Key issues affecting projects and Project Management 1. Introduction Projects that have in their scope the exploitation of information and information technology as a mean of achieving development, have emerged in the past 50 years becoming one of the most frequent types of projects under development. But often, mistakenly, the developed software is thought to be the only product of such projects, and once they are completed, the project objectives are considered as fulfilled.
But especially in large and broad scoped initiatives, the development or acquisition of the IT software and infrastructure is only one subtask which should be driven by and integrated to the broader set of activities that constitute the whole strategic plan. The IT project management methodology is becoming more and more sophisticated and elaborated, and yet there is a very high rate of failures in IT projects. This paper aims to discuss some key issues which might underpin the success or failure of a project. The above will be discussed in the light of a real case example.
It regards a large company, a bank with a very large IT department, with a strategy that foresees in house development for IT applications. The bank expects to have significant cost cutting through in-house developments. At the same time it aims to achieve quality and flexibility through custom tailored, locally supported software. Recently there have been major changes in the way IT projects are managed. The changes have significantly contributed in a more consolidated methodology of managing projects and in improved efficiency.
Nevertheless new weak points have emerged which can probably be a result of process over-engineering. The discussion in this paper is mostly related to internal organization of projects inside a company; however most of the conclusions can also be applicable to a variety of scenarios. Let’s start with a short review of what were the initial process and the changes made to it, always trying to highlight some key practical issues. What can be some key characteristics that create inefficiencies, what can be the approach to olving them, what are the advantages and disadvantages of a “perfect” organization and fully standardized processes? 1. Initial approach The initial approach to project management was one with loosely defined processes. The necessity for IT projects was raised locally inside different departments, and with the support of the respective board member, this requirement would then be negotiated with the head of IT department who would then allocate resources after reconciling the project portfolio and the priorities given to each project.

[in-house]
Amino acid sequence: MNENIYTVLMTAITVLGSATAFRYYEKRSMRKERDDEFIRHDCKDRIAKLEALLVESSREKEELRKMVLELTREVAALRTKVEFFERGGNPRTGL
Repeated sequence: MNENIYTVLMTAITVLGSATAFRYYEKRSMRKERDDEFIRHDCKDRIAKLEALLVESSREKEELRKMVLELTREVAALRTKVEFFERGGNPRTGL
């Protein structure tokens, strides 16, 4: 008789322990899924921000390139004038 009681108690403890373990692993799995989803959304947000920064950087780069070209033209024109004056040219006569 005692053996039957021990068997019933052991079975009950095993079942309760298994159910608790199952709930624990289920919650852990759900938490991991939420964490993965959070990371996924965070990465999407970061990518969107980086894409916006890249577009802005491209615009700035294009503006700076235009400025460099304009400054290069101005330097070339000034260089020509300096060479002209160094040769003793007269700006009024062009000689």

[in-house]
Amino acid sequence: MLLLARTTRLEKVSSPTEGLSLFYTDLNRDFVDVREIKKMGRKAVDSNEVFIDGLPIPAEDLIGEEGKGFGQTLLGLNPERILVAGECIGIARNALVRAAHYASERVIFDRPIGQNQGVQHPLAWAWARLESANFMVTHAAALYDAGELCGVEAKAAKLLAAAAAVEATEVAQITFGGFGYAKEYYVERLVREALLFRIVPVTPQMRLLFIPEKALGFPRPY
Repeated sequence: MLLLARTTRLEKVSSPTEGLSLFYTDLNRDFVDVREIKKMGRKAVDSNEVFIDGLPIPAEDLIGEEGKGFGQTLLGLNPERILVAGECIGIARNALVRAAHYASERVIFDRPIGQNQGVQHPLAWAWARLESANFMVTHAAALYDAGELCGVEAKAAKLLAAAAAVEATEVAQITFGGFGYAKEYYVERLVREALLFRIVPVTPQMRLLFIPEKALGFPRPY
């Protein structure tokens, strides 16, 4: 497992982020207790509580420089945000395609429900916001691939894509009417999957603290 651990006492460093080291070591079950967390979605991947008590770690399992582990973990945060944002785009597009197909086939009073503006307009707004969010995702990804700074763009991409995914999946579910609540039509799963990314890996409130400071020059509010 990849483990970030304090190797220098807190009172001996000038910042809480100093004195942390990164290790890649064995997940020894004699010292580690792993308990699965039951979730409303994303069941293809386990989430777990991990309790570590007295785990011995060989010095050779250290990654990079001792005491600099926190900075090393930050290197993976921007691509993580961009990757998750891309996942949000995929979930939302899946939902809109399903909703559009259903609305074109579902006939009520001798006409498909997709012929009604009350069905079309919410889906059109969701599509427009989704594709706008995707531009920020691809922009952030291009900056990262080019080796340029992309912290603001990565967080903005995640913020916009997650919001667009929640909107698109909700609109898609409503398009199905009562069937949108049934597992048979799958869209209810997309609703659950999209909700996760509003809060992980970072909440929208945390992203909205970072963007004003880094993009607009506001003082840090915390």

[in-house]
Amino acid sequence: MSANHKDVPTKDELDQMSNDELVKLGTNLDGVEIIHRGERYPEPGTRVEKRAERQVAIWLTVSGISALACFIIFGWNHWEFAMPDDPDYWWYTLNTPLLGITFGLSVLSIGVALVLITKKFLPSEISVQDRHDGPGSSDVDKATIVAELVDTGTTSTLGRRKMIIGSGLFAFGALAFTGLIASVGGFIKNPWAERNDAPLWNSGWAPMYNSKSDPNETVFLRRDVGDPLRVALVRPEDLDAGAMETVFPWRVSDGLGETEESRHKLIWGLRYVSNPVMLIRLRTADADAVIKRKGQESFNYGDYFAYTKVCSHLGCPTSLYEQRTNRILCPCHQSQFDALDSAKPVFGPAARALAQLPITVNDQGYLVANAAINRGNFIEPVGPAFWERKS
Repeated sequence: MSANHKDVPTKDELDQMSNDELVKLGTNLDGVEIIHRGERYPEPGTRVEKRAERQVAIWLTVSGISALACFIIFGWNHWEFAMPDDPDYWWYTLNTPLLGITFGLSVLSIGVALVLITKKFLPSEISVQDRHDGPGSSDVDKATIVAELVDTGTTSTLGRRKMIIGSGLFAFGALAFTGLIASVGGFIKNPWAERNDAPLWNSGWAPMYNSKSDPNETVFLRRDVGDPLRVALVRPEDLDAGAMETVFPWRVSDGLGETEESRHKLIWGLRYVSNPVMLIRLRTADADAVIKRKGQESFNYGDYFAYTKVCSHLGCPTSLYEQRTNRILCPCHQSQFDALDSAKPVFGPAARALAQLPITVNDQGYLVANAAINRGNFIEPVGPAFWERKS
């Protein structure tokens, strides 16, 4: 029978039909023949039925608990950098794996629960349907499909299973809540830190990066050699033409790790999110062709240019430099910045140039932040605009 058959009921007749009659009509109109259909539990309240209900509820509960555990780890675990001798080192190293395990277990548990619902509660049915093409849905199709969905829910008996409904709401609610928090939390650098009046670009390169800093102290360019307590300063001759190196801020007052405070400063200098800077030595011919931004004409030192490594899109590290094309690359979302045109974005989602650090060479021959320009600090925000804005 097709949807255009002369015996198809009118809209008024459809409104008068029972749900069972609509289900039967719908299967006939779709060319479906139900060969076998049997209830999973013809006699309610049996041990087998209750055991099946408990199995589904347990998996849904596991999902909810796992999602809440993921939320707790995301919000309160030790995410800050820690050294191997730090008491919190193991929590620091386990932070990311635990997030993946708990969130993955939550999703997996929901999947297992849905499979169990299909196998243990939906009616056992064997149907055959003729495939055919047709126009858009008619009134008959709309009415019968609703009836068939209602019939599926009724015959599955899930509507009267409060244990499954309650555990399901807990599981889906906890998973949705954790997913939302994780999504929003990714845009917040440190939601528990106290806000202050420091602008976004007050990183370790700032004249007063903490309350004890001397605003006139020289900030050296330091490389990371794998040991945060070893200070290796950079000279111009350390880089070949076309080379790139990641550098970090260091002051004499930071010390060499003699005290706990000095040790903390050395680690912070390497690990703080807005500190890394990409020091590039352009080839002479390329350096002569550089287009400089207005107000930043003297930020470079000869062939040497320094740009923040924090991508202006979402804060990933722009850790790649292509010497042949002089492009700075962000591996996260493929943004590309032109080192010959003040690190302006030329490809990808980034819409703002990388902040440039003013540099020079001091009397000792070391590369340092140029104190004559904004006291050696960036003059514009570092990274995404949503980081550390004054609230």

Communication was frequent and lines of communication not strictly defined. After the project documentation was roughly completed and involved parties reached an agreement on timelines, the project was then assigned to specific resources considering their individual capabilities and the complexity of the project. The project team usually consisted of business representatives and developers. The chosen team or individual developer usually performed all tasks, such as understanding requirements and translating in IT language, software and database design, module development and testing.
After the development was completed the application was then handed over to the users for acceptance testing which was obtained through continuous negotiation and back and forth for further changes. [pic] Figure 1 – Initial approach to projects organization Initially there was a boost in process automations, with increasing attention drawn and more requests emerging. However problems were soon to appear. Before the actual changes to the project management approach, 99 % of the projects portfolio was in delay. Some of the main disadvantages and few advantages of the initial approach are listed below:
Drawbacks: – As some projects were initiated and followed by a single department, the solution was not appreciated by other organizational areas which work was to be affected, and they were only involved at the delivery phase. This caused partial redevelopments, and projects which ran out of time and budget. – Although many projects resulted in satisfied users, their cost of work was not justified by the benefits, at the eyes of higher management. – The initial scope of the project could have significant changes along the way, therefore distorting initial timelines and objectives. The ad-hoc management of projects caused overlapping of functionalities and poor integration between different applications – Resources were often moved from one project to the other, with new more urgent requests taking priority, leading to an inefficient use of resources – Some applications resulted of poor quality, and lacking integration with other systems. This became obvious only after some time that the application was in use. As there were no standard quality acceptance procedures, in some occasions the results were only tested at low level, without being approved by senior users. The project development was isolated to one or few developers and final applications were totally dependent on specific resources. There were no standardized engineering practices, and no means of sharing technical information. This caused major problems for the maintenance of these applications when these resources left the company. – The direct exposure of the developers to the “leadership” of business people, overcoming other important IT roles in the development, caused for some delivered projects to be with poor IT standards.